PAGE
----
Fragility in Sudan brought on by regional conflicts is exacerbated by the loss of most of its oil export potential, the International Monetary Fund said.
Sudan as a united country started producing oil in the 1990s, though the division of Sudan and South Sudan in 2011 left most of the oil fields straddling the new border. The split resulted in a loss of Sudan's oil export revenue, which is down about 80 percent from before South Sudan became a nation.
Oil still plays an essential role in the economy and the International Monetary Fund said policy adjustments in the wake of the birth of South Sudan had reduced inflation and supported recovery to some extent.
"Despite these efforts, however, large macroeconomic imbalances -- triggered by the loss of three-quarters of oil exports -- continue to constrain growth prospects, along with weak policies, internal conflicts, and U.S. sanctions," the IMF said.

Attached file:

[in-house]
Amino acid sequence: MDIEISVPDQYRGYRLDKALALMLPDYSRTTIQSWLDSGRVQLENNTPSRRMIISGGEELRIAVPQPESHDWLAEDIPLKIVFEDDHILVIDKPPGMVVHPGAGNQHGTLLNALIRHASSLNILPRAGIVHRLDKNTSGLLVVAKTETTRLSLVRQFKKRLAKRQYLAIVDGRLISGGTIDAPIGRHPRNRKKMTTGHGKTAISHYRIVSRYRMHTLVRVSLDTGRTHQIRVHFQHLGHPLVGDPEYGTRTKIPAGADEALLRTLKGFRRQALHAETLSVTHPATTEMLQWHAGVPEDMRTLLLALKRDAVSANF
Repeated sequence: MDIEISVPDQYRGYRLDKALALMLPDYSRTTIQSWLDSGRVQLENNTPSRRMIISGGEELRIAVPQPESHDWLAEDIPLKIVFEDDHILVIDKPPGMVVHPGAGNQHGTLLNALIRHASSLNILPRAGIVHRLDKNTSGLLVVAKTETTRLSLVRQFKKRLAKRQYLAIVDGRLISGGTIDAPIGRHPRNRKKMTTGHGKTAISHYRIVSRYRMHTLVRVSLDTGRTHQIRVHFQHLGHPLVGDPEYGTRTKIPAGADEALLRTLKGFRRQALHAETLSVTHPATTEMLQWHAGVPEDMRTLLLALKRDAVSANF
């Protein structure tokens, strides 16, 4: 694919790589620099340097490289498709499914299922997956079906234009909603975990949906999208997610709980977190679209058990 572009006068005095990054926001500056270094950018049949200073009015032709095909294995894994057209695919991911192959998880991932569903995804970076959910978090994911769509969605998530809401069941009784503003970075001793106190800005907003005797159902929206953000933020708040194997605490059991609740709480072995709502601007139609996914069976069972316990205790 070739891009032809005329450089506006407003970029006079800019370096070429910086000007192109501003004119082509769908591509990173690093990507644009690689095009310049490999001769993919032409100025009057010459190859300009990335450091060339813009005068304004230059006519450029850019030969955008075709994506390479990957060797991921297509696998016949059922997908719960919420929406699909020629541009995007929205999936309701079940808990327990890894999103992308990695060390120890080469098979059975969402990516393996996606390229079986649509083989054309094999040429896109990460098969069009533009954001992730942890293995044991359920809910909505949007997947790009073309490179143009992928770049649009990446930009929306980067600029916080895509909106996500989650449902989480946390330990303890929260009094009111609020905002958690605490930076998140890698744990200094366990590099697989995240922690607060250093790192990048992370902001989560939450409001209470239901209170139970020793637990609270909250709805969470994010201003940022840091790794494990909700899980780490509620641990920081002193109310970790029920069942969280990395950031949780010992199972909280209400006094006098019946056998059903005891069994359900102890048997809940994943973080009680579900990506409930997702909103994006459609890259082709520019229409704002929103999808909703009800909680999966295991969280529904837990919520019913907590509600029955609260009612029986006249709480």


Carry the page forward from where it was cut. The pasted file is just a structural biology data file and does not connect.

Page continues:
South Sudan, meanwhile, is steeped in conflict along rival political lines. A group established to observe peace efforts, the Joint Monitoring and Evaluation Commission, said the economy for the south is a "complete failure." Lingering conflict in the region could bring an end to oil production altogether and thus limit one of the few revenue streams for the war-torn region.
The IMF said the agricultural sector in Sudan helped lift the economy last year, but growth is modest at around 3 percent for the medium term.
"Low commodity export prices, absence of policy buffers, economic sanctions, the withdrawal of foreign correspondent banking relationships, and a weak business environment will continue to constrain economic activity," it said.
Oil companies have shied away from working in the region. Petrodar Operating Co., which has interests in the region, last year laid off its entire exploration and production workforce.